Literary leader champions heritage foods
Sunday, September 16, 2018
How did Carrboro writer and teacher Georgann Eubanks become the leader of the North Carolina Literary and Historical Association?
In a word, she earned a top role in our state’s cultural community by her diligent and unselfish community service that has made things better for all of us. For instance, she spent years traveling up and down our state’s roads, stopping in all our major cities and many towns and rural crossroads to find material for her three-volume “Literary Trails of North Carolina.” Along the way, she met hundreds of North Carolina’s writers, their families, friends and people who influenced them.
The “Literary Trails” series is a lasting treasure that, by itself, makes Eubanks a permanent part of our state’s literary elite.
Given the importance of “Literary Trails,” her latest book, released by UNC Press, might surprise some of her fans who were looking for more about writers or writing. But you can tell from the book’s title that it is about something other than books and authors. The title is “The Month of Their Ripening: North Carolina Heritage Foods through the Year.”
How did this book about foods come about?
While Eubanks and her photographer and partner, Donna Campbell, were driving across the state looking for writers and literary connections, they found some of the special places where writers like to hang out. She wrote about some of them in “Literary Trails,” and when I was reading that series I learned about several places that I put in my book, “North Carolina Roadside Eateries.”
I think Eubanks loves the old-time, modest, community gathering places, and the people who own and operate them, just the way I do.
But her new books take her connections to foods to a different level.
In each of the 12 monthly chapters of “The Month of Their Ripening,” she identifies a North Carolina heritage food that ripens or is seasonally available in that month.
In the February chapter, Eubanks writes about goat milk; in March, shad; April, ramps; May, soft shell crabs; June, serviceberries; July, cantaloupes; August, figs; September, scupperrnongs; October, apples; November, persimmons; December, oysters;
Did I forget about January? No, but I did not want to begin by telling you that her January favorite food is snow, which I did not think is really a food. But she quickly persuaded me snow was a perfect choice. She explained simply, “In January there is little else in nature that presents itself to us that we can eat. Snow, however, is a dessert that literally falls from the sky, and when it does, North Carolinians … declare it a party.”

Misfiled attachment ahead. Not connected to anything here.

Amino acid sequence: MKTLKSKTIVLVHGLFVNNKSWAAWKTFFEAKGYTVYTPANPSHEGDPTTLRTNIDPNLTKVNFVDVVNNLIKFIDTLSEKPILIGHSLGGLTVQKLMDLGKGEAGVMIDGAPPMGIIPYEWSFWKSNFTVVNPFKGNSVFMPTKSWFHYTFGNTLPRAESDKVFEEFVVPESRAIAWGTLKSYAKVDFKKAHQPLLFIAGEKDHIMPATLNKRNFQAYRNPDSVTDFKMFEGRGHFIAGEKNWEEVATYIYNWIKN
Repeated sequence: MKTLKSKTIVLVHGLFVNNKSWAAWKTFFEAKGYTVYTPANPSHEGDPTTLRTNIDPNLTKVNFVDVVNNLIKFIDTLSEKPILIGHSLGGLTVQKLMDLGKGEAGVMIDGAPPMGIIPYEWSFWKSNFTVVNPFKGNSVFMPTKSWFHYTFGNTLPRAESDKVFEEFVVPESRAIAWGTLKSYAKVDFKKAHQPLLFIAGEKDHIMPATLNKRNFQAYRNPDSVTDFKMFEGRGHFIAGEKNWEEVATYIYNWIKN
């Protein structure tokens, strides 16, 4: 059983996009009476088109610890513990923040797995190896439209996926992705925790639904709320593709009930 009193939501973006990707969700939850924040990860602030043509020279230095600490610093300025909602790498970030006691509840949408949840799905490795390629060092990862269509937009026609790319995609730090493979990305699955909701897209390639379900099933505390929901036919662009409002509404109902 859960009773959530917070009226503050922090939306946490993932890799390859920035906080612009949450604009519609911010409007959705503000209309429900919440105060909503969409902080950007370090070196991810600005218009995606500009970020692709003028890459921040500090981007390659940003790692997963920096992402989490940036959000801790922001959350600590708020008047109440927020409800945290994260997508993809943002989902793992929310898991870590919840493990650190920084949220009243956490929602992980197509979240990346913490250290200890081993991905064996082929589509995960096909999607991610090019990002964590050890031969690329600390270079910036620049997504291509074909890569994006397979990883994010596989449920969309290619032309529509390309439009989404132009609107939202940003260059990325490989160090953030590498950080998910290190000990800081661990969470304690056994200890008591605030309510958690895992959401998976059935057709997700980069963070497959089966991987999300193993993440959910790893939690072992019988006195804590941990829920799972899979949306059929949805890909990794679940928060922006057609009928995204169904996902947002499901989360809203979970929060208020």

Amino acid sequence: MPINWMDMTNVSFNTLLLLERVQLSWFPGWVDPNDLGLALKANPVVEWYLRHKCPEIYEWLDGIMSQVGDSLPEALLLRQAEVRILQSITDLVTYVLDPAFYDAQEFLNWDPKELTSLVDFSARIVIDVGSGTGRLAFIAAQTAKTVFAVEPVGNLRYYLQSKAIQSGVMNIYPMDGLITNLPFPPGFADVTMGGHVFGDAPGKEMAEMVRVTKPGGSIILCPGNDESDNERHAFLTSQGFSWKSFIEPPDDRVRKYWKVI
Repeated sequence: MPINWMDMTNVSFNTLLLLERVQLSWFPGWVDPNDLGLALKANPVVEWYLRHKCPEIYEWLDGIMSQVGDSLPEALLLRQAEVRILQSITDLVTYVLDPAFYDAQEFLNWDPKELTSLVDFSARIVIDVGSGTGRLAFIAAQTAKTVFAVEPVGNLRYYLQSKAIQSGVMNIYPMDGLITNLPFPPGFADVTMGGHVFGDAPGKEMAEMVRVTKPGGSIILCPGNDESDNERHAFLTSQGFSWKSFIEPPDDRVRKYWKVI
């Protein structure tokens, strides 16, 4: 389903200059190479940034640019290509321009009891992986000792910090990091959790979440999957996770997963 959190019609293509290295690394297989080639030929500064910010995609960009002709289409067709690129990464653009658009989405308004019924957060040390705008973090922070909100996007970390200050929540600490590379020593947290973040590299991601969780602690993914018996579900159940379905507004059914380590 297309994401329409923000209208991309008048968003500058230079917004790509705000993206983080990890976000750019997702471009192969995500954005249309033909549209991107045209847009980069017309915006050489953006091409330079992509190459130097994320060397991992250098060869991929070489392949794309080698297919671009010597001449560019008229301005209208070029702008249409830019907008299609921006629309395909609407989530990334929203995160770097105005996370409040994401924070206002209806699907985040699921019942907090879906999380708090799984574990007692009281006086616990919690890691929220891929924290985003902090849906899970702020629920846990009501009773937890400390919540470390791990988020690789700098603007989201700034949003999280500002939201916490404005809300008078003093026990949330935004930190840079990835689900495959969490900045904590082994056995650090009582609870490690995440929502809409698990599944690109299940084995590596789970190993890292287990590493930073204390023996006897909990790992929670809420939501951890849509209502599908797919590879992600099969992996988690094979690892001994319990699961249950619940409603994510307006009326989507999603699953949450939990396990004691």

She continues, “For North Carolinians, the ritual of making snow cream from the simplest ingredients — sugar, snow, vanilla, and cream — evokes a particular place and time for many of us.”
Eubanks shares snow-cream stories from several of her literary friends, including Jill McCorkle and Randall Kenan. Both will be inducted into the North Carolina Literary Hall of Fame on Oct. 7 in Southern Pines. Eubanks quotes from a poem “Bring Back the Snow Cream” by former North Carolina Poet Laureate Shelby Stephenson. Writing about his mother’s snow cream, his final verse is
“what a longing
memory throws over
the smell I could feel
in that kitchen”
Before the chapter ends, Eubanks delves into history of snow and ice treats as far back as Alexander the Great and Nero. She warns us about the potential risks of snow contaminated by air pollution. She shares recipes from her friends and describes the debate about how many eggs, if any, and what kind of cream or evaporated milk is best to use.
Having been charmed by her ode to snow, I was not surprised that in every one of the following 11 chapters Eubanks gave its month’s heritage food a warm, entertaining and informative write-up.
D.G. Martin hosts “North Carolina Bookwatch,” which airs at 11 a.m. Sundays and 5 p.m. Thursdays on UNC-TV. Today’s guest is Ed Haag, author of “Charlie Soong.” Thursday’s guest is Heather Bell Adams, author of “Maranatha Road.”